The best scene in Our Souls at Night (2017) is when Louis (Robert Redford) comes home, grabs a beer, and plops down in his favorite chair to watch the weather on TV. It’s more or less the only scene in the film in which his life feels lived in, and not as if he were only a character in a story, subservient to the plot (a waste of a romance when simple companionship in old age would’ve been much more moving and radical), or to the theme (about the burden of his past, as embodied in the stigma it brings to Addie (Jane Fonda), the symbol of possibility), or even to the music (light and fantastical, coloring his everyday actions with nostalgia). The main culprit is the editing, cutting away as soon as the scene is “done” instead of lingering to see what might come next.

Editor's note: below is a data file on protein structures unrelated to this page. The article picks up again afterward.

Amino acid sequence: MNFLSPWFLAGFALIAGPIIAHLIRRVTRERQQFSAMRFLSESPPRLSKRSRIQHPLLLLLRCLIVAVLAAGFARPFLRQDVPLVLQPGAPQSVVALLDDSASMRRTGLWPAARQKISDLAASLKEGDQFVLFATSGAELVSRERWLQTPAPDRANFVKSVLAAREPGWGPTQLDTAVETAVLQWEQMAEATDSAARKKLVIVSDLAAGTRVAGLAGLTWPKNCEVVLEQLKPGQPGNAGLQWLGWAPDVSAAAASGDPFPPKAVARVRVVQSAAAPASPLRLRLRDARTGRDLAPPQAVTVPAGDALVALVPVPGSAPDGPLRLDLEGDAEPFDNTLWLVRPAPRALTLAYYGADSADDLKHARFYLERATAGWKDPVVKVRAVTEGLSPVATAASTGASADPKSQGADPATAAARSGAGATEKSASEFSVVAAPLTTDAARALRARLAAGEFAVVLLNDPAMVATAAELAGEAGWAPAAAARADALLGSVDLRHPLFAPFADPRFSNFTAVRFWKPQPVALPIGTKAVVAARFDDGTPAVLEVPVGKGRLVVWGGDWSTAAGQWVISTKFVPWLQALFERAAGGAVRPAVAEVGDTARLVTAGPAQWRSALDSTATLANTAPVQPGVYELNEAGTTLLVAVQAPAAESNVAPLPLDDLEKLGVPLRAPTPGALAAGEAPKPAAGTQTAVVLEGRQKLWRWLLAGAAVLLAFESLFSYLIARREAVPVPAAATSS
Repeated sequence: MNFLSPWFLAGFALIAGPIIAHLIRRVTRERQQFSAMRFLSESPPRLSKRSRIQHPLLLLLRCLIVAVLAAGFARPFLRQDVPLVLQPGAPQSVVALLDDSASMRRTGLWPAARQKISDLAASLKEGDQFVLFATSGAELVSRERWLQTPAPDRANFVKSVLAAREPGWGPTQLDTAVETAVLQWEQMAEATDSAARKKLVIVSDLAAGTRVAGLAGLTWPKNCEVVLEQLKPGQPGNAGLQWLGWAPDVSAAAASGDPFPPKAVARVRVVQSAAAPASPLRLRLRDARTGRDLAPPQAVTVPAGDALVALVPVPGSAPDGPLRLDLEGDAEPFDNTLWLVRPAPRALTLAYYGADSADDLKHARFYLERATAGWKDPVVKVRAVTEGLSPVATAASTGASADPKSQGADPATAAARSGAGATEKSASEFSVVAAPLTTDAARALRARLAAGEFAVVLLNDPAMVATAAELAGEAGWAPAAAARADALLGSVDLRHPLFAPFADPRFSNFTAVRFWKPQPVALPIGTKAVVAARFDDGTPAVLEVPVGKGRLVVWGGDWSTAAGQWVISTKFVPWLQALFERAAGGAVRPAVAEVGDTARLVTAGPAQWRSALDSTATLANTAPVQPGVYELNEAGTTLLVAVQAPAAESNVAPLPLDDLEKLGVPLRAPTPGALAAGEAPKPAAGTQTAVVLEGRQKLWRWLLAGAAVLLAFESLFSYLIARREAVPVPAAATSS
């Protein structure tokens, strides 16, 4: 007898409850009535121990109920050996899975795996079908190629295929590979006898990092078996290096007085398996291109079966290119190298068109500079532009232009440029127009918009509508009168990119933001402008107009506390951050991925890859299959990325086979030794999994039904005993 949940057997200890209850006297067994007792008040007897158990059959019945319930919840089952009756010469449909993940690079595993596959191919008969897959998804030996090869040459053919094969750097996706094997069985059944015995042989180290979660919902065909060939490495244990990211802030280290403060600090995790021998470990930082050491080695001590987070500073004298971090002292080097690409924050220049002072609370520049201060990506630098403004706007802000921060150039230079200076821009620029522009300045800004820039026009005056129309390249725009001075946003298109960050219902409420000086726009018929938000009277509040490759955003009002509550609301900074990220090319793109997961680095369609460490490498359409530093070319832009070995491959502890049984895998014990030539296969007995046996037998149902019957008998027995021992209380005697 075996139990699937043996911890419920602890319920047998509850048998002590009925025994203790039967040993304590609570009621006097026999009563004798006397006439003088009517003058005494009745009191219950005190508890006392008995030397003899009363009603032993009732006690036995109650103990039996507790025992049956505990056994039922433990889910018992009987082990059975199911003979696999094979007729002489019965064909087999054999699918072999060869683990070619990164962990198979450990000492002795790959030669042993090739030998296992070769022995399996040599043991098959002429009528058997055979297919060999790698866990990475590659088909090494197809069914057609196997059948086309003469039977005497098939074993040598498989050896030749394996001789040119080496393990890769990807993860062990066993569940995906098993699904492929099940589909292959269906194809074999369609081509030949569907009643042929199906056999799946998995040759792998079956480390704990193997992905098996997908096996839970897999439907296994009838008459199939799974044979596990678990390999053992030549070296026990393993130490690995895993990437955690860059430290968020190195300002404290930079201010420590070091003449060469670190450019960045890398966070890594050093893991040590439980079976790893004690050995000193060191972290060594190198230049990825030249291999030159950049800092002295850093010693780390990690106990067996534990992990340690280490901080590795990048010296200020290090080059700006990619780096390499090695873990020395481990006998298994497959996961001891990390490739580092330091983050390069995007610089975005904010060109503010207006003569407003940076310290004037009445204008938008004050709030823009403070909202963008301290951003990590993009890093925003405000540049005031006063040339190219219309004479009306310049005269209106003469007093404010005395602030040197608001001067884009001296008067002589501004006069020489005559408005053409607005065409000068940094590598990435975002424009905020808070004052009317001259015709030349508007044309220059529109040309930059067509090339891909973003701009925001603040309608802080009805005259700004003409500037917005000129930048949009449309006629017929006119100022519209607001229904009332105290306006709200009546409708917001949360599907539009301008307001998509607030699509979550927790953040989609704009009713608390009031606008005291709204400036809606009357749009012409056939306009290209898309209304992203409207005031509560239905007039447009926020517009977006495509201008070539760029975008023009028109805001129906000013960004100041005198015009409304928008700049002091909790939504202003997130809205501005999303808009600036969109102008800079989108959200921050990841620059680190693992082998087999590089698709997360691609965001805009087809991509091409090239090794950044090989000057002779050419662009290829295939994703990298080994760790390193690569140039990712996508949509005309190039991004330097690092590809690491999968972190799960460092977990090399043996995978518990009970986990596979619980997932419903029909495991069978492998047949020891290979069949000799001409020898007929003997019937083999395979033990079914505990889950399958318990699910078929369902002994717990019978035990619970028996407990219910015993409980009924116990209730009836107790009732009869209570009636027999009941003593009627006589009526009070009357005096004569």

The second-best scenes are crossing the bridge to and from the campsite. They’re so beautiful that not even this film had the heart to cut them short.